Reps. Walz, Giffords ‘had much in common’

Published 9:54 am Wednesday, January 12, 2011

Before returning to their home districts last Friday, U.S. Reps. Tim Walz of Minnesota and Gabrielle Giffords of Arizona participated in the same steering and policy meeting at the Capitol.

Gabrielle Giffords

Starting in the U.S. House of Representatives at the same time in 2006, the two representatives had attended weekly meetings together since they were freshmen lawmakers.

“We had much in common,” said Walz during a phone interview on Tuesday. “Our political ideologies were very similar, and I admired the way she conducted herself. She was in a competitive district where she listened to her constituents.”

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That’s why when he heard the news that Giffords was shot Saturday in what was an alleged rampage that killed six and injured 14 outside a Tucson, Ariz., supermarket, Walz said he was devastated.

Giffords had set up a booth to hear the concerns of constituents, just as Walz and elected officials often do.

“It did not seem real,” Walz said.

While the incident has been marked as a national tragedy, he said it has had a personal effect on him as well.

But he hopes this tragedy will not have a chilling effect on the role of being a representative.

Tim Walz

He said Giffords understood that the most important part of being a representative is standing up in front of people who disagree with you and earnestly working to understand why they disagree.

“We can never allow access of constituents to express opinions freely be compromised,” Walz added. “People need to be able to easily access me, whether it’s to agree or to disagree, they need to feel totally comfortable.”

He said he and his staff discuss security and safety considerations yearly for himself, his family, his staff and his constituents — including everything from fire drills to what to do if a suspicious package comes in the mail.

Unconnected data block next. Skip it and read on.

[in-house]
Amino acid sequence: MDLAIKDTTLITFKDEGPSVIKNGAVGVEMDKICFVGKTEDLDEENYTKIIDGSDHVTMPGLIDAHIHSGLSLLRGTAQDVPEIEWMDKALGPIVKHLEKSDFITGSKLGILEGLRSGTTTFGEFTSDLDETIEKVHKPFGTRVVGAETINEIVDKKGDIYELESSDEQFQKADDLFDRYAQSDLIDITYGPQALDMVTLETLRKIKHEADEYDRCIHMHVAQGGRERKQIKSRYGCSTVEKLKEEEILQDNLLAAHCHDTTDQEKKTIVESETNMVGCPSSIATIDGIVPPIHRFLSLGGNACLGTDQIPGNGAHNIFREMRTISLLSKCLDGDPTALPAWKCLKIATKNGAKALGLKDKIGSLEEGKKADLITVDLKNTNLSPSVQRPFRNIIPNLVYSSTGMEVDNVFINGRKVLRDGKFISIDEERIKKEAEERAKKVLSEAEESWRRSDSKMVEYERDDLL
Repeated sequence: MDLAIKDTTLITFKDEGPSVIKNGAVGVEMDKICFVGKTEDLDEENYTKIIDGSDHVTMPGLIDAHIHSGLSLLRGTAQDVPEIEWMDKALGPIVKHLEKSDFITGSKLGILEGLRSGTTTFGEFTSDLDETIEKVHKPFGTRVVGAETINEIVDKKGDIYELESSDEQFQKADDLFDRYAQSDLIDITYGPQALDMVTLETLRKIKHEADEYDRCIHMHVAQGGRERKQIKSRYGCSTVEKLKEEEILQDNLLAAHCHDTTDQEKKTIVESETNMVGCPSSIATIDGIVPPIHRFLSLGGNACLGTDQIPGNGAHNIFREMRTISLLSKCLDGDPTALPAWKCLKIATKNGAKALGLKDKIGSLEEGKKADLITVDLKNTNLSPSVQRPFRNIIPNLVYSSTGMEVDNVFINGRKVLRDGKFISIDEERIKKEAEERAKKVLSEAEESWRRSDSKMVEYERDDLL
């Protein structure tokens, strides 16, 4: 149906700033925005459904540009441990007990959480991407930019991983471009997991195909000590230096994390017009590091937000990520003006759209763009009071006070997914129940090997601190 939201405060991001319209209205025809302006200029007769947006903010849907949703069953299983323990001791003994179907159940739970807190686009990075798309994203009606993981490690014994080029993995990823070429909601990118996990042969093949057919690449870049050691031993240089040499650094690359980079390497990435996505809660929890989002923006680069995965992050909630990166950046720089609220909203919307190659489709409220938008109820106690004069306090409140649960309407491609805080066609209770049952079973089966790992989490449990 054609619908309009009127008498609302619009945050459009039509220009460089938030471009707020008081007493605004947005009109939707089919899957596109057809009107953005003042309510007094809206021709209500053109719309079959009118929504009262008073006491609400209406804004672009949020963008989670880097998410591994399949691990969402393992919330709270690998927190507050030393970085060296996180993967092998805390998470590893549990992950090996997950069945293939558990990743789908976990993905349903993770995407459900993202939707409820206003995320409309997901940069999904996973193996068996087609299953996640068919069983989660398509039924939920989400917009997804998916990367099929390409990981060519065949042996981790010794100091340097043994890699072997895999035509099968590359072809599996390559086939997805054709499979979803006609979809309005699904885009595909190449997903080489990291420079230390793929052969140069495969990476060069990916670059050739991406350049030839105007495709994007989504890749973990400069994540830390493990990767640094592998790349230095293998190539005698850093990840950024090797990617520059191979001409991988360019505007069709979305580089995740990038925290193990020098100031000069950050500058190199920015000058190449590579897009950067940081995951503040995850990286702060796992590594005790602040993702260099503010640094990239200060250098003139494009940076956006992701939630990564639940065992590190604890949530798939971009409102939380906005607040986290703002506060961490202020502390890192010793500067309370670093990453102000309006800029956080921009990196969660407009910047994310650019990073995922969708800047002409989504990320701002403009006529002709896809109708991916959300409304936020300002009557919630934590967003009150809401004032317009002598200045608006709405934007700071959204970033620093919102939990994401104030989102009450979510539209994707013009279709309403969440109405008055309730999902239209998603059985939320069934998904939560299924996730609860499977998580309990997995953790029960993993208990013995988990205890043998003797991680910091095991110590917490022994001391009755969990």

He wants to make sure the passionate town hall meetings that have been held on the health care debate, for example, are never infringed on.

Local reaction

Albert Lea Mayor Vern Rasmussen said the city has a plan in place in case something were to escalate during Albert Lea City Council meetings.

Vern Rasmussen

Rasmussen said council members occasionally review the plan to make sure they and Albert Lea police officers are on the same page.

Albert Lea Police Chief Dwaine Winkels said officers and the council reviewed the plan about a month ago after hearing about the gunman who walked into a school board meeting in Florida, opened fire and then shot himself.

He said the biggest thing people can do is protect themselves, either by getting down to the ground or getting out of the room. He did not recommend tackling a gunman unless you’re trained to do so.

Ultimately, Winkels said, people need to ask why people take actions like the man did in Tucson. In the Arizona instance, he noted, it appeared to be a psychological motive at play.

“You can’t expect security to stop that,” he said. “To live in a democracy, politicians have to have contact with their constituents. Local politicians are average people who live next door to people, so everybody has contact with them.”

Winkels said while the city has had some threats from people in the past there has not been anything serious. Most have been verbal assaults or disorderly conduct.

“But it could happen anywhere,” he said. “You never know how seriously someone’s going to take offense to something a city worker does.”

In 2005, an Albert Lea officer began serving as the sergeant-at-arms for the twice-a-month City Council meetings. The reasons for the police presence were threats to public employees and people being disorderly.

He said the police presence has curbed these incidents.

Despite no major problems, Rasmussen said leaders cannot be complacent.

Rasmussen noted that the shooting in Arizona didn’t make him afraid that something like that could happen here, but it did make him concerned.

“Albert Lea is just like any other community in the United States,” he said. “Anytime something like that happens in the United States you ask how it could have happened.”

Unlike the City Council, Freeborn County does not have a sergeant-at-arms at the Board of Commissioner meetings.

Sheriff Bob Kindler, who generally attends the commissioner meetings, is not aware of any action plan the county has in place with regard to protecting elected officials at county meetings.

He said if an incident were to occur during his presence, he would take the proper action, depending upon the situation and the nature of the threat.

Kindler said the incident in Tucson gives them cause to review what an action plan would be, which is something he would discuss with commissioners privately for their own safety.